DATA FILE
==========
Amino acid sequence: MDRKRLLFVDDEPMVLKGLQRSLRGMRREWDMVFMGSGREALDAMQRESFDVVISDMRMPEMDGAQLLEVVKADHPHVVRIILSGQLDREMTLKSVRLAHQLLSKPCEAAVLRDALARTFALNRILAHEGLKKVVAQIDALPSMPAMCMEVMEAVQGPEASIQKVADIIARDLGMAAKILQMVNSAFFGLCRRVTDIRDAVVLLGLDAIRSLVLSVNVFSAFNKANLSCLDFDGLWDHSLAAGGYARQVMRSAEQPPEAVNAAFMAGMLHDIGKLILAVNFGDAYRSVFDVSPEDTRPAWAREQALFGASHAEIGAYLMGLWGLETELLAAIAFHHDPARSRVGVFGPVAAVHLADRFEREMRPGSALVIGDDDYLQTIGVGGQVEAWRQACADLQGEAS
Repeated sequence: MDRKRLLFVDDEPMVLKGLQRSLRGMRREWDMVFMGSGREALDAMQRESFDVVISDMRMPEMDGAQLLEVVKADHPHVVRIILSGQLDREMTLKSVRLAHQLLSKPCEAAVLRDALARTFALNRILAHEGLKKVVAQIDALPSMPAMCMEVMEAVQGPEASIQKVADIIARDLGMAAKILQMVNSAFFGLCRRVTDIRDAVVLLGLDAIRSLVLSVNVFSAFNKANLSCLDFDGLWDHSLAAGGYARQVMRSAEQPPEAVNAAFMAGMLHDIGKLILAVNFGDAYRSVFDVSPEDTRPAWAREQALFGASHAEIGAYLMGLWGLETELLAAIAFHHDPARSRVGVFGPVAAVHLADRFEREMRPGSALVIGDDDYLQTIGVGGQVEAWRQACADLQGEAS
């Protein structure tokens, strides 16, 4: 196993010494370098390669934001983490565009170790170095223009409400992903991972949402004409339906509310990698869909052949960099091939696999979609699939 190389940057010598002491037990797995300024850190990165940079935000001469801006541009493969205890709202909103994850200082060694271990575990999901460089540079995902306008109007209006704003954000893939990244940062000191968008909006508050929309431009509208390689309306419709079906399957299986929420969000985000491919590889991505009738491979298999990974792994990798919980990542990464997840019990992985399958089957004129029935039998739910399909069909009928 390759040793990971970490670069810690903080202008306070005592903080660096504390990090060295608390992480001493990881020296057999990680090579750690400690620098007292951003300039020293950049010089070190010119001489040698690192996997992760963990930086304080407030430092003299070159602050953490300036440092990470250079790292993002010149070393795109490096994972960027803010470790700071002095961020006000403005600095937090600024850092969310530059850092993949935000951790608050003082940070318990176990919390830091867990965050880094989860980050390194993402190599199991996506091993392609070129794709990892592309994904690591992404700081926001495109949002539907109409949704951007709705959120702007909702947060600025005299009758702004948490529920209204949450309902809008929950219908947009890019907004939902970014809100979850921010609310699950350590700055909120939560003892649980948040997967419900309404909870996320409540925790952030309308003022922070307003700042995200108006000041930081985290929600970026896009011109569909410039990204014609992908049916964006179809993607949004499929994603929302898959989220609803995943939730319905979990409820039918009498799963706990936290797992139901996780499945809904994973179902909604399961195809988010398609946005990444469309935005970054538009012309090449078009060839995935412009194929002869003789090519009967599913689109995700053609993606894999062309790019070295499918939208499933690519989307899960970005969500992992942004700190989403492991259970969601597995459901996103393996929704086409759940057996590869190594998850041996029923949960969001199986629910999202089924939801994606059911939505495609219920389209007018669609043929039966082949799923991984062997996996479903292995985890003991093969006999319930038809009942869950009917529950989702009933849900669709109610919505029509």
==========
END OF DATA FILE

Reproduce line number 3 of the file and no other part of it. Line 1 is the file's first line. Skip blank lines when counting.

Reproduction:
């Protein structure tokens, strides 16, 4: 196993010494370098390669934001983490565009170790170095223009409400992903991972949402004409339906509310990698869909052949960099091939696999979609699939 190389940057010598002491037990797995300024850190990165940079935000001469801006541009493969205890709202909103994850200082060694271990575990999901460089540079995902306008109007209006704003954000893939990244940062000191968008909006508050929309431009509208390689309306419709079906399957299986929420969000985000491919590889991505009738491979298999990974792994990798919980990542990464997840019990992985399958089957004129029935039998739910399909069909009928 390759040793990971970490670069810690903080202008306070005592903080660096504390990090060295608390992480001493990881020296057999990680090579750690400690620098007292951003300039020293950049010089070190010119001489040698690192996997992760963990930086304080407030430092003299070159602050953490300036440092990470250079790292993002010149070393795109490096994972960027803010470790700071002095961020006000403005600095937090600024850092969310530059850092993949935000951790608050003082940070318990176990919390830091867990965050880094989860980050390194993402190599199991996506091993392609070129794709990892592309994904690591992404700081926001495109949002539907109409949704951007709705959120702007909702947060600025005299009758702004948490529920209204949450309902809008929950219908947009890019907004939902970014809100979850921010609310699950350590700055909120939560003892649980948040997967419900309404909870996320409540925790952030309308003022922070307003700042995200108006000041930081985290929600970026896009011109569909410039990204014609992908049916964006179809993607949004499929994603929302898959989220609803995943939730319905979990409820039918009498799963706990936290797992139901996780499945809904994973179902909604399961195809988010398609946005990444469309935005970054538009012309090449078009060839995935412009194929002869003789090519009967599913689109995700053609993606894999062309790019070295499918939208499933690519989307899960970005969500992992942004700190989403492991259970969601597995459901996103393996929704086409759940057996590869190594998850041996029923949960969001199986629910999202089924939801994606059911939505495609219920389209007018669609043929039966082949799923991984062997996996479903292995985890003991093969006999319930038809009942869950009917529950989702009933849900669709109610919505029509």